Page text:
93EXCivic
93EXCivic MegaDork
9/21/21 10:37 a.m.

In reply to Keith Tanner :

I  am having trouble wrapping my mind around a mtb having a fixed post.

Keith Tanner
Keith Tanner MegaDork
9/21/21 1:30 p.m.

In reply to 93EXCivic :

Weight. A carbon tube is a lot lighter than an aluminum post inside a tube with a clamp. Cross country racing doesn't involve screwing around with the seat that much, I assume, and this thing is built to run.

Apparently I can amputate the tube and use a 31.6mm post. I've never owned a mtb with a dropper so I have never been in the habit of moving my seat anyhow.

I'd love to talk to the previous owner. It's seen some upgrades over the years, such as the 1x10 drivetrain (I see marks from a front derailleur in the past) and that front fork. I need to get it on the scales, it's almost creepy light. The frame is a work of art.

Brett_Murphy (Agent of Chaos)
Brett_Murphy (Agent of Chaos) MegaDork
9/21/21 1:45 p.m.

I've found that moving faster than about 14 MPH over time on my bike wears me the hell out, and the guys I ride with on drop bar road bikes are able to just cruise. I don't think this is a fitness thing. After researching a bit, my bike seems to have been set up more for cyclocross or something by the previous owner. If I could revert it back to a different gear set, that might help.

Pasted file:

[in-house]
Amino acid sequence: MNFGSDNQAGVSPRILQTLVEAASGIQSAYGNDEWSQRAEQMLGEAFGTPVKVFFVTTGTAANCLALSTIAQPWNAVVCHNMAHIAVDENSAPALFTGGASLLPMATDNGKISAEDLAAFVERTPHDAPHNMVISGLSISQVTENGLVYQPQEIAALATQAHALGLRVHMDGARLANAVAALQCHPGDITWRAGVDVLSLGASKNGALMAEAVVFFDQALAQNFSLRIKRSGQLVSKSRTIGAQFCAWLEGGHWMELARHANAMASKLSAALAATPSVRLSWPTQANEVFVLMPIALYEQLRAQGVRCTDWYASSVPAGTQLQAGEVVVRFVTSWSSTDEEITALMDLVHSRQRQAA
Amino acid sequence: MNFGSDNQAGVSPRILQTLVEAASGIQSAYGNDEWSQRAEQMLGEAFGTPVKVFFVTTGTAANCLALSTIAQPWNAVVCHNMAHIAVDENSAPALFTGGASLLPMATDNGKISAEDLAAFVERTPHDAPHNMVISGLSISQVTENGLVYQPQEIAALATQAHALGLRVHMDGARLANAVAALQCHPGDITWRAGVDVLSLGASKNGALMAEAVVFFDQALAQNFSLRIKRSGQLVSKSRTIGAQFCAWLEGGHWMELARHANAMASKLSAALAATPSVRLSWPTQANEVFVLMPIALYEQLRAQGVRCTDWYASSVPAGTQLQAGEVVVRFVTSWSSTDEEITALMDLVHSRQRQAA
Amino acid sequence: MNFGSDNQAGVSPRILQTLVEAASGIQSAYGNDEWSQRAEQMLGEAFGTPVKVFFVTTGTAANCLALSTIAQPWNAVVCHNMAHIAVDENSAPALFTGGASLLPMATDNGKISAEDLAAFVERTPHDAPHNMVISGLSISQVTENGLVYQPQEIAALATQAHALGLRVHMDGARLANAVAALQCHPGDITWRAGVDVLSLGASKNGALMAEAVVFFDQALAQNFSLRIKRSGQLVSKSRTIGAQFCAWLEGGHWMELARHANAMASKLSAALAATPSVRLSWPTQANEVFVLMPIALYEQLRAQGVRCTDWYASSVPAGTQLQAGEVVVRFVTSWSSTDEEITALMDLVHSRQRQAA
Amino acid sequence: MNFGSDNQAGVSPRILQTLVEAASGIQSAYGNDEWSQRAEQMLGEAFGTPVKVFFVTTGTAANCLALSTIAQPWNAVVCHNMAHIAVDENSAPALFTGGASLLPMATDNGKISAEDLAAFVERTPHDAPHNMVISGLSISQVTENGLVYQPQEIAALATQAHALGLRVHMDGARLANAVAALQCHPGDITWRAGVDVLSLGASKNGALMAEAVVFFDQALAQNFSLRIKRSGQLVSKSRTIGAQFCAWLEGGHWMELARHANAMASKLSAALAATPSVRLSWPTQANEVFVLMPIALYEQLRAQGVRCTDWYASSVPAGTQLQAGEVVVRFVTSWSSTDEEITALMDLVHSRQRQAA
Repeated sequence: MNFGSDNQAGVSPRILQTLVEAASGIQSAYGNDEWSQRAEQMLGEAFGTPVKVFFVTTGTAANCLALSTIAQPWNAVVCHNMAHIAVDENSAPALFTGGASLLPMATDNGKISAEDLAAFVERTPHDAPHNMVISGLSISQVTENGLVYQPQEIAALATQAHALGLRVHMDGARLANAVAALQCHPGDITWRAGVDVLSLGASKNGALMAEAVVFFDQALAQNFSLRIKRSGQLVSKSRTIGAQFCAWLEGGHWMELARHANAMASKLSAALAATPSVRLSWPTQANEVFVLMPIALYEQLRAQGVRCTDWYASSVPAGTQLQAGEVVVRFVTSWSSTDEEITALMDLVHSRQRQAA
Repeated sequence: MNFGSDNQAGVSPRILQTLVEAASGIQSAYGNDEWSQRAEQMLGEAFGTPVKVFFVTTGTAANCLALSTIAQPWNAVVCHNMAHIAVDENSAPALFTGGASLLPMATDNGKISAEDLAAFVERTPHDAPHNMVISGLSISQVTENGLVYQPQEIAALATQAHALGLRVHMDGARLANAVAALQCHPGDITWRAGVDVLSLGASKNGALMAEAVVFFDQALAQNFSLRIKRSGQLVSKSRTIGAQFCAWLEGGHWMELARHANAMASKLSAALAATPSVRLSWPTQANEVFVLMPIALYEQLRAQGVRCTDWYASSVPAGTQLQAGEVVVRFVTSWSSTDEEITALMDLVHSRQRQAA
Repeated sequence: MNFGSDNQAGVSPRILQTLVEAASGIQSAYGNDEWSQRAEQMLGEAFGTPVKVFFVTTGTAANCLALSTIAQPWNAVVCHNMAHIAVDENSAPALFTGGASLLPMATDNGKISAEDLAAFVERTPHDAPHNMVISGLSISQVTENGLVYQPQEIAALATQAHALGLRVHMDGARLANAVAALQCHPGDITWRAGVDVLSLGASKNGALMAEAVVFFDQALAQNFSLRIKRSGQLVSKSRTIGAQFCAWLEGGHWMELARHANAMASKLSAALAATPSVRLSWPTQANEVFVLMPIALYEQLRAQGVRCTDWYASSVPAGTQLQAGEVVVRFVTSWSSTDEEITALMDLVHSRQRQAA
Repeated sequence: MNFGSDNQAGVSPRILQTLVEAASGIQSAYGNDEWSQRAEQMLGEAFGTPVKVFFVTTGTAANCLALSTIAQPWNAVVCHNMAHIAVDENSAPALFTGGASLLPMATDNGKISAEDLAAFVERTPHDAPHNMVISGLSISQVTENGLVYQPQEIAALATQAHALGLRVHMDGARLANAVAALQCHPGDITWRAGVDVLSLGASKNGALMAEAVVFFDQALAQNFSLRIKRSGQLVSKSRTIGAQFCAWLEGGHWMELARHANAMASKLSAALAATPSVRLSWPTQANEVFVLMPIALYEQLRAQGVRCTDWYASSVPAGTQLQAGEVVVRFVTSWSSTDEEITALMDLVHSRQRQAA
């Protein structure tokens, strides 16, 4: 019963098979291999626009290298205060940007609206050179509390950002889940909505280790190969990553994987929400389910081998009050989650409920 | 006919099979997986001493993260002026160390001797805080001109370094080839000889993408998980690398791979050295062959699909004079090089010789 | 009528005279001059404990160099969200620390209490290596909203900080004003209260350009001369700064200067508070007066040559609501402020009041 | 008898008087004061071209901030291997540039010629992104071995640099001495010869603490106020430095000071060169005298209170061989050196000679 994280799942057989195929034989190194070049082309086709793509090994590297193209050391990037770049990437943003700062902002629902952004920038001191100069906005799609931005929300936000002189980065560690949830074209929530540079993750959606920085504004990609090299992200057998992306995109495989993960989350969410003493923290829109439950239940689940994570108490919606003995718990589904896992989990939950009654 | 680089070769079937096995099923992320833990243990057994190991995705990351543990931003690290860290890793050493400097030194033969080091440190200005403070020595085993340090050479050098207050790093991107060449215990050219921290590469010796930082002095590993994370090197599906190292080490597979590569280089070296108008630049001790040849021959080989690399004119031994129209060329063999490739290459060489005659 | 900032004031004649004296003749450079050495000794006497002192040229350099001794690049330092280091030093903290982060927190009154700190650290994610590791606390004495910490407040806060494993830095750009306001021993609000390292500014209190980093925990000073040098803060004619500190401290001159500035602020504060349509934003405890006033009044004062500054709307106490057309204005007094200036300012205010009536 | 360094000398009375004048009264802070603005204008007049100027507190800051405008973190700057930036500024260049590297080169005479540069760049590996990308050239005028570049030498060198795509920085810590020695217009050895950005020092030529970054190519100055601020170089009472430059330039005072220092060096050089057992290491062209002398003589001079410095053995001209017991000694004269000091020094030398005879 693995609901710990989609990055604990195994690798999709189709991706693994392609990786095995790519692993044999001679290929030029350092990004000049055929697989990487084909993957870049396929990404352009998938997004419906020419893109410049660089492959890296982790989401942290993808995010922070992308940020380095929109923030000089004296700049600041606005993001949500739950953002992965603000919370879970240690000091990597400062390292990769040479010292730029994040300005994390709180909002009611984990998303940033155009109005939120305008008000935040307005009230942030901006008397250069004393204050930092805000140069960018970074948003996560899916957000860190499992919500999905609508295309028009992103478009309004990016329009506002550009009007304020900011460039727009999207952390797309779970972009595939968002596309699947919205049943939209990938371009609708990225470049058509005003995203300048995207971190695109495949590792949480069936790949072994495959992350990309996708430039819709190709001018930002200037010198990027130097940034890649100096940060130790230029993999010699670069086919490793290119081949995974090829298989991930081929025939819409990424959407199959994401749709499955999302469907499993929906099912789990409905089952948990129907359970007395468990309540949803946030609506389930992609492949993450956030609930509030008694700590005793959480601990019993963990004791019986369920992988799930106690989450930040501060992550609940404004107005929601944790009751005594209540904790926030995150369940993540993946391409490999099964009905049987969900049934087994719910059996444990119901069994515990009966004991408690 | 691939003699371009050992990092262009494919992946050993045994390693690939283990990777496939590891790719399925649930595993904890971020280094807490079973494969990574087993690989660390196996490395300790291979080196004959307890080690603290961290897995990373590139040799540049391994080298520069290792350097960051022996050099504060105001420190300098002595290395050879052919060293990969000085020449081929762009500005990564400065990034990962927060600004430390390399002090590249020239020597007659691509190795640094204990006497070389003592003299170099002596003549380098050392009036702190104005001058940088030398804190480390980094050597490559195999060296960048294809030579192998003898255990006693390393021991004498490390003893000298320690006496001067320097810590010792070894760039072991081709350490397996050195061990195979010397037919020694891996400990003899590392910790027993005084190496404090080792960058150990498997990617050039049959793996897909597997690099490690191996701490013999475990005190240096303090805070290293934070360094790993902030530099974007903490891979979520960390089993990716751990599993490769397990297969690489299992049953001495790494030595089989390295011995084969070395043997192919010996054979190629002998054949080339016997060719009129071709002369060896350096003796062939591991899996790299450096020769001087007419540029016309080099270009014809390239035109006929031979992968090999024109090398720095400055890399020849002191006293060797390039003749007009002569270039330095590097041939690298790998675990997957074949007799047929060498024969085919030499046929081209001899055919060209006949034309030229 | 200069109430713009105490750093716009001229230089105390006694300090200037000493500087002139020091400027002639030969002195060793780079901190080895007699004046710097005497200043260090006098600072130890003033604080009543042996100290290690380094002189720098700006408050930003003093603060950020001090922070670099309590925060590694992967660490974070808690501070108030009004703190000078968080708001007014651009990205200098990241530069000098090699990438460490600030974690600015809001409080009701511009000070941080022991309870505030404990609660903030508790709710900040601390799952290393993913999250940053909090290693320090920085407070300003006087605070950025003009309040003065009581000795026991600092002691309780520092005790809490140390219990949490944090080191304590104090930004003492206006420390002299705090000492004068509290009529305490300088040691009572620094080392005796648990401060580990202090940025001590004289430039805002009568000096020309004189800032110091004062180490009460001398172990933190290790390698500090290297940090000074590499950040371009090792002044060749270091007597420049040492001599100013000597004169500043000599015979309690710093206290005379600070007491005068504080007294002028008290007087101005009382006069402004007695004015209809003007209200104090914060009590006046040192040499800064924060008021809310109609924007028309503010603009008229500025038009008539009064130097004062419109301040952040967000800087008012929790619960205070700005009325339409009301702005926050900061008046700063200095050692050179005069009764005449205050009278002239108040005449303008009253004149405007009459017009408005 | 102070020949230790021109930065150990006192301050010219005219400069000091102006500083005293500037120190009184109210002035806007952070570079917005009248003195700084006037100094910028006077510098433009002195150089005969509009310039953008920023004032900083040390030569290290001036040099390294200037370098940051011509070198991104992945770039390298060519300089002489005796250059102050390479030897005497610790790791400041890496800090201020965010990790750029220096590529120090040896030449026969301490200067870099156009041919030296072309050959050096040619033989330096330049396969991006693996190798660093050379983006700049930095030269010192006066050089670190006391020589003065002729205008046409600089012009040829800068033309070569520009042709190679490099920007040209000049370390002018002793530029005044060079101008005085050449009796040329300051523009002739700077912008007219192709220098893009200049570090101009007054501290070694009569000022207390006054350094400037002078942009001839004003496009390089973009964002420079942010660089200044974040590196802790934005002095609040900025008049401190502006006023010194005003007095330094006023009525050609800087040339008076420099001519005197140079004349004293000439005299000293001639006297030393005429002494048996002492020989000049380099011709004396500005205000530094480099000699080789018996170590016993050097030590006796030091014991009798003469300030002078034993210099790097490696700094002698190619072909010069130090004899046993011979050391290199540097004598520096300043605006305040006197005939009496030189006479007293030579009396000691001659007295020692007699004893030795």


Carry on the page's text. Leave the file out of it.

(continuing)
Here is the ride:


I'm looking into getting an actual road bike and seeing how that goes.

93EXCivic
93EXCivic MegaDork
9/21/21 2:26 p.m.

In reply to Keith Tanner :

I get why it was done. But personally I can't imagine having a mountain bike where I have no option of lowering the seat post even with just a QR clamp.

adam525i
adam525i Dork
9/21/21 2:27 p.m.

In reply to Brett_Murphy (Agent of Chaos) :

Post a pic of your bike, I'm betting there are other things that could be improved before the gearing that will make a bigger difference unless you are feeling spun out just trying to keep up. Stuff like E36 M3ty tires or a poor tune up can really slow you down and keep you working harder to stay with the group. Drafting technique can make a world of difference, if everyone else is glued to each others wheels and you are half a bike length back and offset you are going to struggle. A proper roadbike though is very good at efficiently moving at speed on a smooth surface and that may be the right answer depending on your current ride.